HG: SustainAbility April 04, 2009

Enough is enough. Looking at mounds of paper from my favorite charities, I know there must be a better way for charitable organizations to stay in touch with committed donors.

We all passionately support causes, but it’s hard to justify the massive amount of calendars, mailing labels, notepads and reminders that keep coming in the mail.

Since we stopped itemizing deductions on our tax returns, we send in our contributions in early spring.

During the last quarter of the year, primetime for giving, I toss all of the mailings from organizations I support in a holding area out of sight. When it’s time to actually make contributions, I haul out the mass of paper and get busy.

Each year I am more depressed by the volume of paper I have been sent. This year I decided to do something about it with a goal of going as paperless as possible.

One of my sisters donates to well over 100 causes and several years ago her family sent a letter with their contributions complaining about the waste (see box). She said responses were mixed, but some organizations did stop sending excessive mailings.

Determined to curtail the barrage of paper, I decided to see what I could accomplish through the Internet and by placing phone calls.

Web sites for charitable organizations often have an area called “Privacy Policy.” This is a good place to start.

Some organizations, such as the American Cancer Society, actually have an “Opt Out” preference you can select to stop unwanted mailings.

Generally, organizations outline several types of procedures, through e-mail, snail mail or by telephone, to make your preferences known. It takes between four and eight weeks for any changes to go into effect.

I spoke with a very helpful woman at the national office for the American Heart Association. She talked about reduced mailings lowering costs as well as saving the environment.

Starting at the privacy policy page, I clicked on a link to “review or request removal of your information.” I ended up on the Contact Us page and found the phone number. The Heart Association is not yet set up to solicit only through e-mail, so the phone representative talked me through a procedure to receive only one mailing a year.

FINCA International, a microfinance organization, has several clearly defined methods on its Privacy Policy page to stop receiving snail mail. A simple phone call activated a change to e-mail for all communications.

Save the Children lets you pick from a range of “communication preferences.” You can get some or all of your communications through e-mail.

Susan G. Komen for the Cure, a breast cancer organization, gives you the choice to “opt out” of receiving paper mail when you make an online donation. You can also request to be removed from physical direct mailings at any time, and your name will be added to a section of the donor database that does not receive mailings.

A telephone call to Green America (formerly Co-op America) allowed me to customize my request for e-mail delivery of all communications except for the quarterly publication “Green American,” which I still want in hard copy. The organization is working on setting up an online process to handle these requests.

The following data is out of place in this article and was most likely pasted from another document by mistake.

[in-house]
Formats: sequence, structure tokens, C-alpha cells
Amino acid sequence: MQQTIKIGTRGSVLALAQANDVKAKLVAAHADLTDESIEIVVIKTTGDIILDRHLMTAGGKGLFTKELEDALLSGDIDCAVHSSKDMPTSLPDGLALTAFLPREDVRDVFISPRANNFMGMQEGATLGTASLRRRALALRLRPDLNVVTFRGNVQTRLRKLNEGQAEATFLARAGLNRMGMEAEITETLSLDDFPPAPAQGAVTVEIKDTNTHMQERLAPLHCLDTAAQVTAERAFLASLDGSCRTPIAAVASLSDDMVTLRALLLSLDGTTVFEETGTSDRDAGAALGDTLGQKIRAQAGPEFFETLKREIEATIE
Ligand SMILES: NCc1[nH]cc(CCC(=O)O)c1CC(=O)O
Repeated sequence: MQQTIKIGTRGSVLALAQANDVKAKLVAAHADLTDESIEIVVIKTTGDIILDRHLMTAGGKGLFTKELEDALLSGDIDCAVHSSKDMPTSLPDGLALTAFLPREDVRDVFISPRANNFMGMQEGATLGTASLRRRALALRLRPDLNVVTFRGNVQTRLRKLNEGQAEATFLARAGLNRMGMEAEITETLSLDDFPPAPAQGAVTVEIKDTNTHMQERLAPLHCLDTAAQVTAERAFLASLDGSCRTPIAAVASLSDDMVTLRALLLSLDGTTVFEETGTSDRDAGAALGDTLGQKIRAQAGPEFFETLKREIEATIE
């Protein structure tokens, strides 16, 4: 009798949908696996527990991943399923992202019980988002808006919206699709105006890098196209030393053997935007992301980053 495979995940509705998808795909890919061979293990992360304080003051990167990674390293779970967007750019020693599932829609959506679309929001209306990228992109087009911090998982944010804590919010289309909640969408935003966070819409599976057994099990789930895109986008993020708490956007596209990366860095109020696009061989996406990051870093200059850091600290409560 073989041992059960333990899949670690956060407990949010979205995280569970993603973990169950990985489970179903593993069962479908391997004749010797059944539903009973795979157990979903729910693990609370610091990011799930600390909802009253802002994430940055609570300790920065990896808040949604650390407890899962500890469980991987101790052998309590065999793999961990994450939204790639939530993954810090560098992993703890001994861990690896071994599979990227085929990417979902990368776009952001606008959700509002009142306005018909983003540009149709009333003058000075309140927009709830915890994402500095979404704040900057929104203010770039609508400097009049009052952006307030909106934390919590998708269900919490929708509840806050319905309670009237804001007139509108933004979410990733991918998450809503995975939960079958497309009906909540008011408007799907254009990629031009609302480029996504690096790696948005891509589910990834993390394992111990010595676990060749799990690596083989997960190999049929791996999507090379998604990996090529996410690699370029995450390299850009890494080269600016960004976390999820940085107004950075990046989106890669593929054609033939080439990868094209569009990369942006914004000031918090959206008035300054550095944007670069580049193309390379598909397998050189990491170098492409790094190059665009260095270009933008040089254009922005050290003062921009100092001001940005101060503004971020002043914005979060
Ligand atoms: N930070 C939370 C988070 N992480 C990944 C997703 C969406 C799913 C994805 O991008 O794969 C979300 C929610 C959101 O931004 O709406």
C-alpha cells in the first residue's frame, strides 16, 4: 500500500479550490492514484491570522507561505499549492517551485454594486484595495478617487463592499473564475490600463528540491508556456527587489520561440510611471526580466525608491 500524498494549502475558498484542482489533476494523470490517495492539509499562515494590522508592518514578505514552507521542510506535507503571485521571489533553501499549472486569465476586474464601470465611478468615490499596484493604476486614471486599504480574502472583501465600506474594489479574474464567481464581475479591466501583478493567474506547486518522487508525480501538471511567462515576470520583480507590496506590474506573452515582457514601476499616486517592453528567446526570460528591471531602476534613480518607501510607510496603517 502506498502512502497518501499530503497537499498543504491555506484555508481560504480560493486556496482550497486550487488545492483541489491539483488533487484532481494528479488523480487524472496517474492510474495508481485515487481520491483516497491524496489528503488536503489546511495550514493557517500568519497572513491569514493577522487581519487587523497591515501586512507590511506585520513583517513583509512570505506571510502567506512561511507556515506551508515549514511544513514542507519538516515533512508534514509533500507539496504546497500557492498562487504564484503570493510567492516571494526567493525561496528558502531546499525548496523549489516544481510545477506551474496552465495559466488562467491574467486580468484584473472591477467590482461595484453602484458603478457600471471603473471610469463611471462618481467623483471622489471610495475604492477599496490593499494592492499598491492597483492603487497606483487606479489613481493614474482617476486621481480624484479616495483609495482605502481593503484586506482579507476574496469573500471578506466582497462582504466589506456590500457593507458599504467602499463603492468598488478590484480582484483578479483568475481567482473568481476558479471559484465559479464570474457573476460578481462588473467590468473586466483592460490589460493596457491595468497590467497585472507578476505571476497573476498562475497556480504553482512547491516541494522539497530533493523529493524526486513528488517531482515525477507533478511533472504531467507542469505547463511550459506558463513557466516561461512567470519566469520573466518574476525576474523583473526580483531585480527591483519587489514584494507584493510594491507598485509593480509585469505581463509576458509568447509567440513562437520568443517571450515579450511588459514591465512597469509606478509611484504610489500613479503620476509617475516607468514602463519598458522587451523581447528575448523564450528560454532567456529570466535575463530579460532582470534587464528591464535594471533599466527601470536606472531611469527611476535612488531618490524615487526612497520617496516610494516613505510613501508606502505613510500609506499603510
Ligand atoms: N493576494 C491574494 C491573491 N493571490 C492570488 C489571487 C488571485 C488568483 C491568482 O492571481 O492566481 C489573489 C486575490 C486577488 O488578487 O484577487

Charity Navigator is a nonprofit that conducts in-depth research into more than 5,000 charities in the United States. The group evaluates charities based primarily on organizational efficiency and capacity. To find out how your favorite charities rate, check out http://www.charitynavigator.org. This can be a real eye-opener.

The mailing overload phenomenon is not restricted to charities, it extends to other nonprofit organizations trying to recruit members.

After I turned 50, I was bombarded by mailings from AARP. I wanted to do some research before joining, so I collected the various-sized envelopes until I was ready to tackle the matter.

Every month, the association was sending a solicitation with a plastic “temporary membership card.” Not only were they wasting paper, but also sending out plastic that I couldn’t recycle. I have yet to join AARP and doubt I have any desire to be part of an organization mailing out so much waste.

I did call AARP to stop the mailings and explain my problem. My concerns were handled professionally and mailings should stop soon. Members of the association can choose options to receive information online and limit use of personal data.

Mail you can’t avoid from charities can be sorted and recycled. Both Waste Management and GJ Curbside Recycling Indefinitely Inc. accept envelopes, with and without windows, and office paper as part of their curbside and drop-off paper recycling. Be careful to take out enclosed stickers, sheets of address labels and plastic cards sent in mailings, since these cannot be recycled locally.

By taking a few minutes per organization, you should be able to whittle away at the volume of wasteful materials coming from good organizations.

There is plenty of time to take action before the year-end onslaught. Feel free to share any successful tricks, and let me know how your quest progresses.

Adele Israel is a Grand Junction writer who has been involved in sustainability efforts for some 20 years. Have a question or column idea for Adele? E-mail her at .(JavaScript must be enabled to view this email address).


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